4. In most sectors the supply chain or/and labour force have been disrupted. Any revival in production and ergo liquidity will therefore necessary have to await restoration of the same post lockdown. Only such revival will help enterprises in servicing their credit facilities.

            5. The Government of India has issued an advisory asking all public and private enterprises to ensure that their workers are not retrenched on the pretext of the pandemic and are paid full wages for the period of the lockdown. The Supreme Court in Alakh Alok Srivastava v. Union of India[1], in the context of the Disaster Management Act, stated in its order dated 31.03.2020:

Disobedience to an order promulgated by a public servant would result in punishment under Section 188 of the Penal Code. An advisory which is in the nature of an order made by the public authority attracts Section 188 of the Penal Code.

The Government advisory will be very difficult to enforce, however if the same is strictly enforced it will be another factor of stress that will affect liquidity.

           6. It may be prudent that the banks assess the situation borrower wise/sector wise. This aspect would require RBI’s earnest consideration.

            7. A separate framework may also be formulated for bona fide borrowers with transient default/minor defaults or undergoing a reschedulement of their credit facilities who were servicing their credit facilities but have been hampered by the lockdown and pandemic.

Thus while summarising the above it is clear that while RBI press statement was aimed to be a limited immediate step further flexibility ought to be allowed to the banks that would help them make a clear and detailed assessment of both demand, production and supply side factors borrower/segment wise to assist in revival of the bona fide borrowers. 

Many enterprises in the present face peculiar problems. The credit facilities were availed envisaging a certain level of demand and supply. Currently there is a lack of availability of raw materials, labour, transport incapacitating production and distribution. The current near collapse of demand in many sectors has lead to the absence of potential to service the credit facilities. It may also lead to perishing of final goods and atrophy of stocks and assets.

A grim but very likely consequence is that many enterprises may not be able to bear the burden of near collapse of projected demand even post 31.08.2020. They will not be able to service their outstanding EMIs and in a few months thereafter will fall into the NPA category. This will further bar trade for many in terms of their contractual stipulations that require them to be solvent. It many cases it will create stress on their stock value and adversely affect investor confidence.  It will affect the credit ratings of the borrowers. In such a scenario the inevitable legal proceedings under the Insolvency Code, SARFAESI and for debt recovery, will lead to collapse of numerous industries that may have a chance at revival, if they given the necessary helping hand. It will overburden an already overloaded judicial system. The same will have ramifying effects on ancillary units and ultimately the health of the economy.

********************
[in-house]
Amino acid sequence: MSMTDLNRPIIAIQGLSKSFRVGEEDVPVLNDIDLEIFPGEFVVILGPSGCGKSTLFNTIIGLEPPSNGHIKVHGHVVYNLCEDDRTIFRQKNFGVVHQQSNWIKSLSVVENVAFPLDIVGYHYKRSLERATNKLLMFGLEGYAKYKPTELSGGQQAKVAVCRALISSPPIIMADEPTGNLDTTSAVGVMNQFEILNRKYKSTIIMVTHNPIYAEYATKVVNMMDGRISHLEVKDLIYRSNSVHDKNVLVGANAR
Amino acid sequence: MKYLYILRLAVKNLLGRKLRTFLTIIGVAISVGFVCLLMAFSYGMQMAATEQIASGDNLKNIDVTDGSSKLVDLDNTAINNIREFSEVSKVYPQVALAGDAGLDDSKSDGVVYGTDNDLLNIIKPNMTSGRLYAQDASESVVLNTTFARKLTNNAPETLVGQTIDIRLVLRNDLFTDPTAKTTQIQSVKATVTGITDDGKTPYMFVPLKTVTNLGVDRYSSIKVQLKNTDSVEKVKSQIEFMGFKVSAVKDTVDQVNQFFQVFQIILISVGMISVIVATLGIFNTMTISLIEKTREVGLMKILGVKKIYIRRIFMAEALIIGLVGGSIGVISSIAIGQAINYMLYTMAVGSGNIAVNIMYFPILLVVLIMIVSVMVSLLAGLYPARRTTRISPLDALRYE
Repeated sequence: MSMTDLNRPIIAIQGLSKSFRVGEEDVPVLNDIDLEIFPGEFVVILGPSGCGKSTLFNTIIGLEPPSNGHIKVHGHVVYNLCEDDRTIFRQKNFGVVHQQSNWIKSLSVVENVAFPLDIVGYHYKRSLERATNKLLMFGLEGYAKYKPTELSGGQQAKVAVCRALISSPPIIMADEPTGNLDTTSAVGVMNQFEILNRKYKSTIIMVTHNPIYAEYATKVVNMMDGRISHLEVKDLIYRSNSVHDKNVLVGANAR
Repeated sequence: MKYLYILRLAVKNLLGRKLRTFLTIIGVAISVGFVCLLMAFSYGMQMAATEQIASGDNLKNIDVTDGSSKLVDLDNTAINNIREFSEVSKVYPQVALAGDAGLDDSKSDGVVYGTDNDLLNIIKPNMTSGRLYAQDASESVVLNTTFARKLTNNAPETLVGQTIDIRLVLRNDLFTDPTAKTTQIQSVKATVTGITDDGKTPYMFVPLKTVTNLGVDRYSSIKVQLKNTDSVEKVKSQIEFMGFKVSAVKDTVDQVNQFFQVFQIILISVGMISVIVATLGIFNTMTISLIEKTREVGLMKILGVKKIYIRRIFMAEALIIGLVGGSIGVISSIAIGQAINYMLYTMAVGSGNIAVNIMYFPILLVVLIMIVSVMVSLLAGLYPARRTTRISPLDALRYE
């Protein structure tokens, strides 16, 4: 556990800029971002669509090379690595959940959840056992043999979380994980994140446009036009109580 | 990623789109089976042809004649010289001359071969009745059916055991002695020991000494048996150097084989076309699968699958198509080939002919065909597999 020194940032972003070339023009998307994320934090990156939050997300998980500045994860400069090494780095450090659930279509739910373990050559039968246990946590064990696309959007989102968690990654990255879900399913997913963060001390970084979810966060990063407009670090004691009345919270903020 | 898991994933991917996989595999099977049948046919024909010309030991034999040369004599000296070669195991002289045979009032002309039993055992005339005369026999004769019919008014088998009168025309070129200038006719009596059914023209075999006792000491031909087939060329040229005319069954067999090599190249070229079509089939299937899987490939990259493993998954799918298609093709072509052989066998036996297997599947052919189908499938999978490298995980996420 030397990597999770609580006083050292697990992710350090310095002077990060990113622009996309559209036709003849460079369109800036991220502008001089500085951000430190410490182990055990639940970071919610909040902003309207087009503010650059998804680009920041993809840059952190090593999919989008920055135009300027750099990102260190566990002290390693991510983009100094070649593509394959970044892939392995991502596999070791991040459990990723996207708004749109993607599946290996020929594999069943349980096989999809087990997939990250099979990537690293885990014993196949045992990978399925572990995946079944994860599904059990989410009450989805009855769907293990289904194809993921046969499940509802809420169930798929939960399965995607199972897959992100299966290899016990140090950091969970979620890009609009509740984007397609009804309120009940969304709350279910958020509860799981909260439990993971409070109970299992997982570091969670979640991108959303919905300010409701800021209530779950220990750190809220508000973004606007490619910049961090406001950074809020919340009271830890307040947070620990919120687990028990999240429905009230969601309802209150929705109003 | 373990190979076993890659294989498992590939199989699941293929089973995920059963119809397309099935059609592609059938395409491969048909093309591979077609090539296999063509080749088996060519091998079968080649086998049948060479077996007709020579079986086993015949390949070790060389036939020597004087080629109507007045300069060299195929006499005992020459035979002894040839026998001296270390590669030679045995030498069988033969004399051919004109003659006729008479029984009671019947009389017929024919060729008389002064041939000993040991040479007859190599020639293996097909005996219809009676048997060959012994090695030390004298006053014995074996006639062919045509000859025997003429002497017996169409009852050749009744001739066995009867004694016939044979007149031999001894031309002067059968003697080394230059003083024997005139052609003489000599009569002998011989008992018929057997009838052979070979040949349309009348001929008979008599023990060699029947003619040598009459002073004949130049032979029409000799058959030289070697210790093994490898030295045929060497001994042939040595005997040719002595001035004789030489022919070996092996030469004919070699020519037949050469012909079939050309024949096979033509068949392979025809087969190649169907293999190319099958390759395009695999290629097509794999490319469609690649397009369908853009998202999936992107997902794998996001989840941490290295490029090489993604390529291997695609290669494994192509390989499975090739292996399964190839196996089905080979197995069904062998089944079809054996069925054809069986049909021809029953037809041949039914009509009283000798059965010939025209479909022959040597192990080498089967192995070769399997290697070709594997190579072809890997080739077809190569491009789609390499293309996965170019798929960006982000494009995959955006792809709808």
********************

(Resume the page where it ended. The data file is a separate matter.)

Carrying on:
Further increase in NPAs, costly legal proceedings will also impact the profit and loss statement of the banks and their market perception.

With an objective to revive the borrower out of the current imbroglio I suggest that RBI may consider to formulate a more detailed medium to long term plan focusing on revival of the borrower after taking inputs from industry and banks. The following points may be kept in mind while framing its response for borrowers who were servicing their credit facilities but for the pandemic or those who even while servicing their EMIs are in need of easing repayment schedules:

  1. While the complete lockdown may be ended, lockdown may continue in certain areas or industrial sectors and therefore a flexible approach needs to adopted by RBI and banks;
  2. Allow banks greater flexibility to assess the default borrower /sector wise taking into account factors both on the supply side and demand side  and the bona fides of the borrower;
  3. Allow banks upon assessment to shape and support and if necessary reschedule loans synchronised with the pace of revival of economic activity;
  4. The benefit of the recent reduction in REPO rate and CRR granted by RBI to banks should be passed on to the ultimate consumer/borrower;
  5. RBI may consider to review and consider relaxation of norms for provisioning and classification of accounts as NPA, allowing banks greater window to work with the borrower for standardisation of the account without any stress on the assets available with the banks;
  6. RBI may also formulate a plan for borrowers with minor or transient defaults, or whose credit facilities were reschedule immediately prior to the lockdown to avail the necessary support from the lending bank;
  7. Assist banks to work together on the above mentioned lines in cases of consortium loans.

* Author is a graduate from National Law School of India University and has been practicing before the Supreme Court for past 17 years. He works in area of Banking and taxation laws.

[1] 2020 SCC OnLine SC 345  

Must Watch

maintenance to second wife

bail in false pretext of marriage

right to procreate of convict

Criminology, Penology and Victimology book release

Join the discussion

Leave a Reply

Your email address will not be published. Required fields are marked *

This site uses Akismet to reduce spam. Learn how your comment data is processed.